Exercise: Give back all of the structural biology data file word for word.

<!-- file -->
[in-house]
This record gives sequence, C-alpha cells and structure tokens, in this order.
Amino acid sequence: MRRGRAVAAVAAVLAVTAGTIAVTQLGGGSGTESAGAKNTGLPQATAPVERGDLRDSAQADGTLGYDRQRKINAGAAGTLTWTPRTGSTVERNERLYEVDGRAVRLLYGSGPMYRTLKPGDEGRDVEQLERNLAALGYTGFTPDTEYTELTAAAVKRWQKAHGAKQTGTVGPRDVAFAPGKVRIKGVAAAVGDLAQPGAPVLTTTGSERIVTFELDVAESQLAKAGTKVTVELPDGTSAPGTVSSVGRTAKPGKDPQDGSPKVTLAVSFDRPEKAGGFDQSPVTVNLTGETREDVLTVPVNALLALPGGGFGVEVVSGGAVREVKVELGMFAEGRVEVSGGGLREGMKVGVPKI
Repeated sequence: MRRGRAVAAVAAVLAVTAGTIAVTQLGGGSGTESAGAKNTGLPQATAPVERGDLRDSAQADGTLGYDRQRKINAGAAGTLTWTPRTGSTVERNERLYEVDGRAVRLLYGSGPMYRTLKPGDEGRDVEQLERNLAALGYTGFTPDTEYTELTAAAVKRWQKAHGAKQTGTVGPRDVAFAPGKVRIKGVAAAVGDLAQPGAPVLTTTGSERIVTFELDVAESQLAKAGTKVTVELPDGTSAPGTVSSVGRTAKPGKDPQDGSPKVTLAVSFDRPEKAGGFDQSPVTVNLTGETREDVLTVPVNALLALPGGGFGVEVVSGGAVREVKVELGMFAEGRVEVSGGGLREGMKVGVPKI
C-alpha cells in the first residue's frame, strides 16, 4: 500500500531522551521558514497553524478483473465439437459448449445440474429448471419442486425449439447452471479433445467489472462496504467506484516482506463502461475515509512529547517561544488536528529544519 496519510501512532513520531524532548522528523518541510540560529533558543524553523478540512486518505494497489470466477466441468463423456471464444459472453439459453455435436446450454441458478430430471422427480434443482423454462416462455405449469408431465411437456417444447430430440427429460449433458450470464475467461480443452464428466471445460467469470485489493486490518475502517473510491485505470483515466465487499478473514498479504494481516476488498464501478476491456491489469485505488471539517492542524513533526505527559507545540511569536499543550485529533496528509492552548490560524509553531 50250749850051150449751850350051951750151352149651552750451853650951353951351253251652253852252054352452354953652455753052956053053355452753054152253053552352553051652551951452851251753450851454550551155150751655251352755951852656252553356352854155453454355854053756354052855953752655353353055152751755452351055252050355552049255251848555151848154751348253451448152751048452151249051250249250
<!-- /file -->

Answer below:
[in-house]
This record gives sequence, C-alpha cells and structure tokens, in this order.
Amino acid sequence: MRRGRAVAAVAAVLAVTAGTIAVTQLGGGSGTESAGAKNTGLPQATAPVERGDLRDSAQADGTLGYDRQRKINAGAAGTLTWTPRTGSTVERNERLYEVDGRAVRLLYGSGPMYRTLKPGDEGRDVEQLERNLAALGYTGFTPDTEYTELTAAAVKRWQKAHGAKQTGTVGPRDVAFAPGKVRIKGVAAAVGDLAQPGAPVLTTTGSERIVTFELDVAESQLAKAGTKVTVELPDGTSAPGTVSSVGRTAKPGKDPQDGSPKVTLAVSFDRPEKAGGFDQSPVTVNLTGETREDVLTVPVNALLALPGGGFGVEVVSGGAVREVKVELGMFAEGRVEVSGGGLREGMKVGVPKI
Repeated sequence: MRRGRAVAAVAAVLAVTAGTIAVTQLGGGSGTESAGAKNTGLPQATAPVERGDLRDSAQADGTLGYDRQRKINAGAAGTLTWTPRTGSTVERNERLYEVDGRAVRLLYGSGPMYRTLKPGDEGRDVEQLERNLAALGYTGFTPDTEYTELTAAAVKRWQKAHGAKQTGTVGPRDVAFAPGKVRIKGVAAAVGDLAQPGAPVLTTTGSERIVTFELDVAESQLAKAGTKVTVELPDGTSAPGTVSSVGRTAKPGKDPQDGSPKVTLAVSFDRPEKAGGFDQSPVTVNLTGETREDVLTVPVNALLALPGGGFGVEVVSGGAVREVKVELGMFAEGRVEVSGGGLREGMKVGVPKI
C-alpha cells in the first residue's frame, strides 16, 4: 500500500531522551521558514497553524478483473465439437459448449445440474429448471419442486425449439447452471479433445467489472462496504467506484516482506463502461475515509512529547517561544488536528529544519 496519510501512532513520531524532548522528523518541510540560529533558543524553523478540512486518505494497489470466477466441468463423456471464444459472453439459453455435436446450454441458478430430471422427480434443482423454462416462455405449469408431465411437456417444447430430440427429460449433458450470464475467461480443452464428466471445460467469470485489493486490518475502517473510491485505470483515466465487499478473514498479504494481516476488498464501478476491456491489469485505488471539517492542524513533526505527559507545540511569536499543550485529533496528509492552548490560524509553531 50250749850051150449751850350051951750151352149651552750451853650951353951351253251652253852252054352452354953652455753052956053053355452753054152253053552352553051652551951452851251753450851454550551155150751655251352755951852656252553356352854155453454355854053756354052855953752655353353055152751755452351055252050355552049255251848555151848154751348253451448152751048452151249051250249250